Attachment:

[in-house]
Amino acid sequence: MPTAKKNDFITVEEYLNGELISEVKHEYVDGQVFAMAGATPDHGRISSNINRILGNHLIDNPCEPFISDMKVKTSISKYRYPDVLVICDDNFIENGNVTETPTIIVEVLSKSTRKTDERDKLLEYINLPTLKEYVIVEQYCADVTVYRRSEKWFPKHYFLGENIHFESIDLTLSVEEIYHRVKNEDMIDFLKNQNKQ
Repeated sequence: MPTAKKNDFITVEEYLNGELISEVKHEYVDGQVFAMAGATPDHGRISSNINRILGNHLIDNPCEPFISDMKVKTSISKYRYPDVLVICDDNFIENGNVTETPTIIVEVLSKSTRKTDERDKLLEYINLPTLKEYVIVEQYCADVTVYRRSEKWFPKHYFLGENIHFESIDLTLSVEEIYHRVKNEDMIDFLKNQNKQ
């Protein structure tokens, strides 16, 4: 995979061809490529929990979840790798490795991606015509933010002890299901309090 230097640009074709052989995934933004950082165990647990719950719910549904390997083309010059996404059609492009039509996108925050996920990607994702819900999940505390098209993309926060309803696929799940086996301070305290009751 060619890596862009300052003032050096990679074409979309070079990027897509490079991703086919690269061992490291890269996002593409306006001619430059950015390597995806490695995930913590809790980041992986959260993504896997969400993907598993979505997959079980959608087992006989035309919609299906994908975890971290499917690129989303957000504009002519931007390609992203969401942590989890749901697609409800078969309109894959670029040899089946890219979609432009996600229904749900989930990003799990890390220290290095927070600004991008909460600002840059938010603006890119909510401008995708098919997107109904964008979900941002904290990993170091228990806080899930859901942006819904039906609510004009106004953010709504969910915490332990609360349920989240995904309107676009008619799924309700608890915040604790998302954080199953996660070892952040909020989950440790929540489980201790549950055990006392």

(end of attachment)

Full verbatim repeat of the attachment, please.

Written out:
[in-house]
Amino acid sequence: MPTAKKNDFITVEEYLNGELISEVKHEYVDGQVFAMAGATPDHGRISSNINRILGNHLIDNPCEPFISDMKVKTSISKYRYPDVLVICDDNFIENGNVTETPTIIVEVLSKSTRKTDERDKLLEYINLPTLKEYVIVEQYCADVTVYRRSEKWFPKHYFLGENIHFESIDLTLSVEEIYHRVKNEDMIDFLKNQNKQ
Repeated sequence: MPTAKKNDFITVEEYLNGELISEVKHEYVDGQVFAMAGATPDHGRISSNINRILGNHLIDNPCEPFISDMKVKTSISKYRYPDVLVICDDNFIENGNVTETPTIIVEVLSKSTRKTDERDKLLEYINLPTLKEYVIVEQYCADVTVYRRSEKWFPKHYFLGENIHFESIDLTLSVEEIYHRVKNEDMIDFLKNQNKQ
């Protein structure tokens, strides 16, 4: 995979061809490529929990979840790798490795991606015509933010002890299901309090 230097640009074709052989995934933004950082165990647990719950719910549904390997083309010059996404059609492009039509996108925050996920990607994702819900999940505390098209993309926060309803696929799940086996301070305290009751 060619890596862009300052003032050096990679074409979309070079990027897509490079991703086919690269061992490291890269996002593409306006001619430059950015390597995806490695995930913590809790980041992986959260993504896997969400993907598993979505997959079980959608087992006989035309919609299906994908975890971290499917690129989303957000504009002519931007390609992203969401942590989890749901697609409800078969309109894959670029040899089946890219979609432009996600229904749900989930990003799990890390220290290095927070600004991008909460600002840059938010603006890119909510401008995708098919997107109904964008979900941002904290990993170091228990806080899930859901942006819904039906609510004009106004953010709504969910915490332990609360349920989240995904309107676009008619799924309700608890915040604790998302954080199953996660070892952040909020989950440790929540489980201790549950055990006392």